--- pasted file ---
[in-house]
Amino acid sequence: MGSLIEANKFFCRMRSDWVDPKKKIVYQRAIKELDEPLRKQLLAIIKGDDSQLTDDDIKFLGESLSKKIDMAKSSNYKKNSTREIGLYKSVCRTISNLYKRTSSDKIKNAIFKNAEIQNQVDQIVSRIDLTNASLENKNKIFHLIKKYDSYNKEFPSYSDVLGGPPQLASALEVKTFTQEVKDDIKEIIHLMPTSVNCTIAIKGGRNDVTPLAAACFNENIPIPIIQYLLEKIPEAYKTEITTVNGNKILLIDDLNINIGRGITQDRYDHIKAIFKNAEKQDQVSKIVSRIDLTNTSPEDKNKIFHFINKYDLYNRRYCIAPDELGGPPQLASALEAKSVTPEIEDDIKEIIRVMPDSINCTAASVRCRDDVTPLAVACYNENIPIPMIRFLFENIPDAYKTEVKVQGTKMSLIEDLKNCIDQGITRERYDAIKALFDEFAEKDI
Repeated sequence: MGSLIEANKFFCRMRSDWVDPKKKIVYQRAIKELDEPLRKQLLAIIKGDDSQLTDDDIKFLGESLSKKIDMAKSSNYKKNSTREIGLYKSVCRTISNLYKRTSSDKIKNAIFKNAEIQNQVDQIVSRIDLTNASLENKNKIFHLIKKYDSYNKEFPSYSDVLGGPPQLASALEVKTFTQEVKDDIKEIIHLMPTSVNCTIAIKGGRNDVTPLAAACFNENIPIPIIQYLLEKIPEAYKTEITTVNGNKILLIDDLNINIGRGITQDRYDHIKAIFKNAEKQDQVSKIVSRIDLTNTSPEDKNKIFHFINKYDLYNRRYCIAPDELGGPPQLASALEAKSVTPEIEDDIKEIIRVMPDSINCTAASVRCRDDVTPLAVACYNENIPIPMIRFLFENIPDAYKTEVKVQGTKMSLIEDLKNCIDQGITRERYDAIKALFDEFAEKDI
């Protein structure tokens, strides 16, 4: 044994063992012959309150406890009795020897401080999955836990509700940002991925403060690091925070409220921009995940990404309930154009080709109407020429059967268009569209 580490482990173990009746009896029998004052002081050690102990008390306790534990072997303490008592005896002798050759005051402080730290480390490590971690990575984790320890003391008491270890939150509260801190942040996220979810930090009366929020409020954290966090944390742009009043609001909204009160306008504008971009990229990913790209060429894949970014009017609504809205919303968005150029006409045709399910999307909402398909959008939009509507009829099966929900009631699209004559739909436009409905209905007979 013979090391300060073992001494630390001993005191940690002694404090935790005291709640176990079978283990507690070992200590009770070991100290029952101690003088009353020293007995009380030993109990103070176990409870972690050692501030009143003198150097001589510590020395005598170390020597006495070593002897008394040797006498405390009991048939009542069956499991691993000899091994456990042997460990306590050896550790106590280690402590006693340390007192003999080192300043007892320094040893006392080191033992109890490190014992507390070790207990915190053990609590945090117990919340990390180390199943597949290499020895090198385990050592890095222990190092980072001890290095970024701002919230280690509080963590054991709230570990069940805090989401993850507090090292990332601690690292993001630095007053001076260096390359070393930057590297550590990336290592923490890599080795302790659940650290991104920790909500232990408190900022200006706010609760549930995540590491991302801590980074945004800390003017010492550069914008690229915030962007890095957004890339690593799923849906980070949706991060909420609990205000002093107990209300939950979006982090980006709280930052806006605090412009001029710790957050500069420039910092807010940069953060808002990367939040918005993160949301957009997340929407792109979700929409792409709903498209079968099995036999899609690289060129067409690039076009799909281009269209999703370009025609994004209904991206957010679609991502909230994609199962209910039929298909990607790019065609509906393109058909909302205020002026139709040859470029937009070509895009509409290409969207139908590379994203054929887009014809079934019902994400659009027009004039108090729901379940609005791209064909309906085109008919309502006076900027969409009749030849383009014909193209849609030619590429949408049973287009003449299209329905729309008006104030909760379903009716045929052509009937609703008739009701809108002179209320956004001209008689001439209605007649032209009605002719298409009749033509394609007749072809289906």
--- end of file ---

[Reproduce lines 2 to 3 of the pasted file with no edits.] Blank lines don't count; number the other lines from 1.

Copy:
Amino acid sequence: MGSLIEANKFFCRMRSDWVDPKKKIVYQRAIKELDEPLRKQLLAIIKGDDSQLTDDDIKFLGESLSKKIDMAKSSNYKKNSTREIGLYKSVCRTISNLYKRTSSDKIKNAIFKNAEIQNQVDQIVSRIDLTNASLENKNKIFHLIKKYDSYNKEFPSYSDVLGGPPQLASALEVKTFTQEVKDDIKEIIHLMPTSVNCTIAIKGGRNDVTPLAAACFNENIPIPIIQYLLEKIPEAYKTEITTVNGNKILLIDDLNINIGRGITQDRYDHIKAIFKNAEKQDQVSKIVSRIDLTNTSPEDKNKIFHFINKYDLYNRRYCIAPDELGGPPQLASALEAKSVTPEIEDDIKEIIRVMPDSINCTAASVRCRDDVTPLAVACYNENIPIPMIRFLFENIPDAYKTEVKVQGTKMSLIEDLKNCIDQGITRERYDAIKALFDEFAEKDI
Repeated sequence: MGSLIEANKFFCRMRSDWVDPKKKIVYQRAIKELDEPLRKQLLAIIKGDDSQLTDDDIKFLGESLSKKIDMAKSSNYKKNSTREIGLYKSVCRTISNLYKRTSSDKIKNAIFKNAEIQNQVDQIVSRIDLTNASLENKNKIFHLIKKYDSYNKEFPSYSDVLGGPPQLASALEVKTFTQEVKDDIKEIIHLMPTSVNCTIAIKGGRNDVTPLAAACFNENIPIPIIQYLLEKIPEAYKTEITTVNGNKILLIDDLNINIGRGITQDRYDHIKAIFKNAEKQDQVSKIVSRIDLTNTSPEDKNKIFHFINKYDLYNRRYCIAPDELGGPPQLASALEAKSVTPEIEDDIKEIIRVMPDSINCTAASVRCRDDVTPLAVACYNENIPIPMIRFLFENIPDAYKTEVKVQGTKMSLIEDLKNCIDQGITRERYDAIKALFDEFAEKDI